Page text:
The first delivered Bell 505 Jetranger X, seen here adorned with StartStick logo as seen on the floor of Heli-Expo 2017, was purchased by Pylon Aviation founder, Scott Urschel. Photo by Ryan Mason
The first delivered Bell 505 Jetranger X, seen here adorned with StartStick logo as seen on the floor of Heli-Expo 2017, was purchased by Pylon Aviation founder, Scott Urschel. Photo by Ryan Mason

505 Variants

Initial orders for the 505 JRX, according to Evans are disproportionately slanted towards private ownership in the initial group of existing LOI’s and firm orders in place on the 505. Despite a significant amount of initial interest in the law enforcement variant of the Jetranger X, Bell is yet to sign a launch customer for the law enforcement variant, that will bring the newest entrant into the short light single market back to the law enforcement market it once dominated. Interest has also been high from potential owners looking to employ the 505 into missions that range from tourism in Australia to line survey in the United States and everything that its older siblings, the Jetranger and Longranger, have dominated in times past.

Third party support

Although the list of aftermarket suppliers will likely grow as more of the helicopters hit the market and allow companies that produce non-OEM equipment to evaluate where their products could best be utilized in the new JRX. Bell has already begun working with a select few aftermarket retailers that provide specific add-ons that will enhance the OEM offering from Bell. Two companies offering enhancements that were developed alongside the ongoing certification efforts of the 505 are Mecaer Aviation, who announced the development of a VIP interior for the 505 that touts several luxury design options for customers to choose from.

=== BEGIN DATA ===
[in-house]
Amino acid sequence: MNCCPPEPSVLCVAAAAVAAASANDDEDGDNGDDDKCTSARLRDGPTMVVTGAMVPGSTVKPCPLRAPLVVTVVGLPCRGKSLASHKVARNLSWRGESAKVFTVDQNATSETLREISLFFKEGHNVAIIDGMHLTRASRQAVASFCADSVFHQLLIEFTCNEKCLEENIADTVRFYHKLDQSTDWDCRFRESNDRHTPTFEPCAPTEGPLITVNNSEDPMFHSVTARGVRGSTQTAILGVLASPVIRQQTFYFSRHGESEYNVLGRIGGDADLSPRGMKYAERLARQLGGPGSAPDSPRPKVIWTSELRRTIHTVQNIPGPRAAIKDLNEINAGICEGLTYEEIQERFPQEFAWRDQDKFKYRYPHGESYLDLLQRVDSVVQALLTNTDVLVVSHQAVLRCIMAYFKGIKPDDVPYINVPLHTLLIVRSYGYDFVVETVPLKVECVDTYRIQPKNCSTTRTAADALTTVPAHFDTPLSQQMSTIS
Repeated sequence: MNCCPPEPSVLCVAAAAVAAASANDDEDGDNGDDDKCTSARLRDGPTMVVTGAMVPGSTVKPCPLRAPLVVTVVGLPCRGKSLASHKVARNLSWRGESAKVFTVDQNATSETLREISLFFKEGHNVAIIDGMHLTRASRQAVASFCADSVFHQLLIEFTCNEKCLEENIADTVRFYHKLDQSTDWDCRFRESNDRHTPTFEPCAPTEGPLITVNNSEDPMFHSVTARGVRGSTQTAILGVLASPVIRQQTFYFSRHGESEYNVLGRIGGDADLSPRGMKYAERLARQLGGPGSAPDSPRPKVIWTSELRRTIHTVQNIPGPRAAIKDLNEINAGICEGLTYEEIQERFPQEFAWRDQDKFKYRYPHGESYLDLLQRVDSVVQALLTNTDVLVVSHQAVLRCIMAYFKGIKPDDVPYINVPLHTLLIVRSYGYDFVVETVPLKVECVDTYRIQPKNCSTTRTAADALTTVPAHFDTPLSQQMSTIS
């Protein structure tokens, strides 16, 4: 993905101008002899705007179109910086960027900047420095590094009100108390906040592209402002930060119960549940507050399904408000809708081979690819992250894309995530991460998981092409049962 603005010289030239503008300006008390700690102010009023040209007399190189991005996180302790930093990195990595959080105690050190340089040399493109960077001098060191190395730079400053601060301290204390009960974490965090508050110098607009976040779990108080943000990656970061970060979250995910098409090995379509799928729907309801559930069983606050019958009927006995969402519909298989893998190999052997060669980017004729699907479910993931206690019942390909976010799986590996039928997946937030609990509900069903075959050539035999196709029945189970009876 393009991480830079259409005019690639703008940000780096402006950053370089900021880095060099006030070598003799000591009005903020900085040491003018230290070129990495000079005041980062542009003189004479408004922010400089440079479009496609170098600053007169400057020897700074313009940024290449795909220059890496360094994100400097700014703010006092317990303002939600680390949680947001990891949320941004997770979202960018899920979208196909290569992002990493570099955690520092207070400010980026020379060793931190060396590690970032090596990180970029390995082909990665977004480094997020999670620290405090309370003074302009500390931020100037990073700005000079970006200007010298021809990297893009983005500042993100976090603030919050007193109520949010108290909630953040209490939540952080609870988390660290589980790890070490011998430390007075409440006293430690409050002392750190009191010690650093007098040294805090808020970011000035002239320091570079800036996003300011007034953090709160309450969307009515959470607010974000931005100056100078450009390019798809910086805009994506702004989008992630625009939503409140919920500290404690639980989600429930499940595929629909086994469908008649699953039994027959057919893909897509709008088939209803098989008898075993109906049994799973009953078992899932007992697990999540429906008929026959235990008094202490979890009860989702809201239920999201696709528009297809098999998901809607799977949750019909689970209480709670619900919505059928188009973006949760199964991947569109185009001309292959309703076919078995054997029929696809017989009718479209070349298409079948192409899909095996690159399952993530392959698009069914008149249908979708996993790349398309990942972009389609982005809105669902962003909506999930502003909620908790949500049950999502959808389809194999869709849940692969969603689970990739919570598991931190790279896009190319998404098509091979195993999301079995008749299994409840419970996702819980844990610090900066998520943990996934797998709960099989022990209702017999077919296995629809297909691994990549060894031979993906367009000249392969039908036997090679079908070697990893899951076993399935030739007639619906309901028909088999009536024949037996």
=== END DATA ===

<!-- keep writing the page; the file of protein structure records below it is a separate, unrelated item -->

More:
United Rotorcraft was also extended an early invitation to collaborate on the 505, subsequently becoming the first in the industry to adapt a functional modular air medical interior for the light single 505, which converts the helicopter into a HEMS configured model while only losing two seats. Designing the HEMS interior placing the patient gurney down the left side of the aircraft, mirroring several other single engine turbine HEMS aircraft, yet only losing a front and rear seat.

“The United Rotorcraft EMS kit for the Bell 505 is something that we have seen lots of interest from in countries that are less likely to use a larger twin engine helicopter for medical missions. A short light single HEMS aircraft could potentially revolutionize medical transport in third world countries,” said Evans.

“The original Bell 206 Jetranger was the pure definition of a multi-mission helicopter, so the Bell 505 JRX had to be every bit as capable in the marketplace. It had to match or exceed the performance standards held for so long by the Jetranger, but it also had to offer customers more, and we believe we have done that with the Bell 505” he added.

Although initial interest in the new short light single is high, it remains to be seen if the Bell 505 Jetranger X will reach the same heights as the popular 206B Jetranger did over its long production life. Only time will tell if the 505 will continue to generate sales once the initial backlog is cleared. The ongoing success of the new 505 JRX will hinge on global acceptance of the helicopter once it is brought into the market and adapted into the many missions its predecessors currently execute worldwide.

Click below for a short video on the first flight of the 505 that includes footage of the first delivery flight.